Update December 13: Carrier IQ issued an updated statement, new concerns for an endless saga…
I am proud to post here the first known detection in Italy of the infamous Carrier IQ software!
As you will probably know, everything started on Nov. 28, on the other side of the Atlantic, when Trevor Eckhart, an Android developer posted a video on YouTube showing the hidden software Carrier IQ interacting oddly with his mobile phone activity. Eckhart subsequently alleged his keystrokes and data were being collected without his permission.
Easily Predictable, speculation and accusations have immediately begun, concerning the kind of data collected by Carrier IQ and presumably transmitted to Wireless Mobile Operators: as a matter of fact subsequent investigations have shown that the Carrier IQ software is embedded on nearly every mobile phone and operator, at least in the U.S where concerns of consumer privacy led Massachusetts congressman Rep. Edward Markey to ask the Federal Trade Commission to investigate the company over concerns of consumer privacy.
But although many believed the software was logging keystrokes and collecting sensitive data, a subsequent more reasonable analysis carried on reversing the code, has shown a different scenario: the software “only” collects anonymized metrics data, although there are hooks inside the code to events such as keystrokes, possibly suggesting the implementation of this kind of functionality for future versions. Essentially the analysis confirmed the content of a statement by the company which attempted to clarify how information was being collected:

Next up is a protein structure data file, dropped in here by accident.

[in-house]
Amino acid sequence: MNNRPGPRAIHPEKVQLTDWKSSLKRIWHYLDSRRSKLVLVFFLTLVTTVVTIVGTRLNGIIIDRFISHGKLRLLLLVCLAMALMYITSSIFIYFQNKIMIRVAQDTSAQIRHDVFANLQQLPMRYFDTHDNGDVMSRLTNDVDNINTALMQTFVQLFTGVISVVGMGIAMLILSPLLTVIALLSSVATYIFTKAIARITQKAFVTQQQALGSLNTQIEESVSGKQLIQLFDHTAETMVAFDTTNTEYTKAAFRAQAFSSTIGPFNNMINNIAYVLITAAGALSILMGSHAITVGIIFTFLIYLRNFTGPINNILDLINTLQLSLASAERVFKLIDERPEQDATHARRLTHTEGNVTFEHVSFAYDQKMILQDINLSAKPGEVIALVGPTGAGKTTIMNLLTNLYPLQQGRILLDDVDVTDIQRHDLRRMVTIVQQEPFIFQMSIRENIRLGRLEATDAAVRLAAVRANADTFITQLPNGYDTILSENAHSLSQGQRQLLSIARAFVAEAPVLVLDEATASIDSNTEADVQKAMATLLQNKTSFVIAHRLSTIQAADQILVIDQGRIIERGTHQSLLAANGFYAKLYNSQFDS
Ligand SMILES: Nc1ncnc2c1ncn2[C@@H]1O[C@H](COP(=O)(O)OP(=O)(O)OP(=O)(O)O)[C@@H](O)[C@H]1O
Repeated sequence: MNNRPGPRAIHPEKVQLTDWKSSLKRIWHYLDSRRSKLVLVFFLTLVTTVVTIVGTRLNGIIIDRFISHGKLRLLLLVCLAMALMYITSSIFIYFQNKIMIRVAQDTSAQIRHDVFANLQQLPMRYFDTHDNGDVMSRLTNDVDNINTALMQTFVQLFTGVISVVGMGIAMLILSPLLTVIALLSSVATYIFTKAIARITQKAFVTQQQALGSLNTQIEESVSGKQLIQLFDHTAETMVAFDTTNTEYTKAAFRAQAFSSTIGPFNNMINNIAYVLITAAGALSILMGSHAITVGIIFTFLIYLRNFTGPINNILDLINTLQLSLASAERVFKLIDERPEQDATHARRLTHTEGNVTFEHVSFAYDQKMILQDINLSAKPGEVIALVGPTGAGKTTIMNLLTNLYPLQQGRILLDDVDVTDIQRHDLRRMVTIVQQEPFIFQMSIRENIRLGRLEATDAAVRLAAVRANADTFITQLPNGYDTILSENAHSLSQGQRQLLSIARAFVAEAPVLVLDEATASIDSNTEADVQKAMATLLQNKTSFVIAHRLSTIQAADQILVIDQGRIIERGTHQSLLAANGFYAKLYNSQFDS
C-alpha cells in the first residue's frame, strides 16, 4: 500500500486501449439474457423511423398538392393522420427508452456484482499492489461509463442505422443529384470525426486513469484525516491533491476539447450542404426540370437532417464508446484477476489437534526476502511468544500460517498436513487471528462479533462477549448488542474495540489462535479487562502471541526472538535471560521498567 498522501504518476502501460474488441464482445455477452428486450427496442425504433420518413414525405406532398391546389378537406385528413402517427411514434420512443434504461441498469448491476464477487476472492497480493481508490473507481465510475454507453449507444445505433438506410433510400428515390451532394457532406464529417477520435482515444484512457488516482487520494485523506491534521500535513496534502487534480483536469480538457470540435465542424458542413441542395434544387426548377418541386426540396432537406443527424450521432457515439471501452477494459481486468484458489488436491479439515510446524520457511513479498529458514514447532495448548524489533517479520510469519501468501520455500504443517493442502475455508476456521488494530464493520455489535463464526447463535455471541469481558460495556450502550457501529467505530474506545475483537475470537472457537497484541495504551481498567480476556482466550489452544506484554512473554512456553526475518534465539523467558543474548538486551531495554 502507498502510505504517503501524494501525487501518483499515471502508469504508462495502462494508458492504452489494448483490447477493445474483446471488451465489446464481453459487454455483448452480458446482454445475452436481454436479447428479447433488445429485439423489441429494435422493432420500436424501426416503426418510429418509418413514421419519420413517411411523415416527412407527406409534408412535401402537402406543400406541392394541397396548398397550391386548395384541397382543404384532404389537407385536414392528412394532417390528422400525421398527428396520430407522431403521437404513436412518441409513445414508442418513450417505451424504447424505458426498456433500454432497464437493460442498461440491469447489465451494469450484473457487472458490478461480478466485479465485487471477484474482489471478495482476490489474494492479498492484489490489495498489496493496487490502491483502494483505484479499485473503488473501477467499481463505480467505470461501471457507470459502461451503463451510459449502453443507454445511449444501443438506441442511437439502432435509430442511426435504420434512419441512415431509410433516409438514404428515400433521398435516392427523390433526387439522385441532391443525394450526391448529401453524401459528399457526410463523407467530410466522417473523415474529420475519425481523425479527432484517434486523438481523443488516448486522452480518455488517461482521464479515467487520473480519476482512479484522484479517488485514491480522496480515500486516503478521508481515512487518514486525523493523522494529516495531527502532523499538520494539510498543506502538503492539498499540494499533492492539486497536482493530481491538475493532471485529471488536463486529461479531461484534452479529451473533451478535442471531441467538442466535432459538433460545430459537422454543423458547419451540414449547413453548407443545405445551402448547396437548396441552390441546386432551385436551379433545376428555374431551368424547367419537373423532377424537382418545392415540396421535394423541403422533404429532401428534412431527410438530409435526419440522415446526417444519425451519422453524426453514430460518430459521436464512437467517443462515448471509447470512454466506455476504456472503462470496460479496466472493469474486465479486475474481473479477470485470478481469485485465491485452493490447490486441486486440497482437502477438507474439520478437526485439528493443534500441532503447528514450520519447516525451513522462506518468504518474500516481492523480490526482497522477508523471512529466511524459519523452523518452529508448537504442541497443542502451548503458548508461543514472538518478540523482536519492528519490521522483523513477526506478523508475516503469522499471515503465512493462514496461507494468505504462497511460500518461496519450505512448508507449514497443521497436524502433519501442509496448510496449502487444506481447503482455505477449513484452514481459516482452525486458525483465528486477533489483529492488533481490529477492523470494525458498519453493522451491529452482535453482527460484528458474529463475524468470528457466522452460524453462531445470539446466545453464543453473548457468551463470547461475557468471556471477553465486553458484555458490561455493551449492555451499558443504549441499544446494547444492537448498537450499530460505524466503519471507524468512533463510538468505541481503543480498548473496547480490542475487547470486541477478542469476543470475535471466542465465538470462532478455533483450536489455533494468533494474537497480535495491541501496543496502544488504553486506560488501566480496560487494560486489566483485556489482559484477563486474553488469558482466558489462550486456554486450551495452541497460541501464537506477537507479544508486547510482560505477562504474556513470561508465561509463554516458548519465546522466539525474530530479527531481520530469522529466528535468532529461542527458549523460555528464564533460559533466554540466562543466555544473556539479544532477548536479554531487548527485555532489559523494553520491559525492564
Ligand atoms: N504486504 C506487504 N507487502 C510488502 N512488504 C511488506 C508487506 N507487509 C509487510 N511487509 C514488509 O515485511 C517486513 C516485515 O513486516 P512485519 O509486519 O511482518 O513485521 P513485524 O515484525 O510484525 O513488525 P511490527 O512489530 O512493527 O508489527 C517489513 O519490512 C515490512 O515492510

We measure and summarize performance of the device to assist Operators in delivering better service.
While a few individuals have identified that there is a great deal of information available to the Carrier IQ software inside the handset, our software does not record, store or transmit the contents of SMS messages, email, photographs, audio or video. For example, we understand whether an SMS was sent accurately, but do not record or transmit the content of the SMS. We know which applications are draining your battery, but do not capture the screen.
Nevertheless, since the clarifications did not mitigate the fact that Carrier IQ is s a potential risk to user privacy, and users may not choose to to disable it, As a consequence a bunch of Class Actions lawsuits have been filed against the main handset manufacturers and carriers including, besides the obvious Carrier IQ, AT&T, Sprint Nextel, T-Mobile USA, HTC, Apple, Samsung, and Motorola Mobility.
Of course European regulators could not remain indifferent, and started immediately to investigate Carrier IQ. Germany’s Bavarian State Authority for Data Protection was the first to contact Apple, which publicly declared to have included Carrier IQ in earlier version of iOS, with support ceased with iOS 5 and completely removed for previous versions in future software updates. The German Example has immediately been followed not only by other regulators in the U.K., France, Ireland and Italy, but also from organizations like BEUC, the European Consumers’ Organisation that defend the users’ right to be told how their data is used.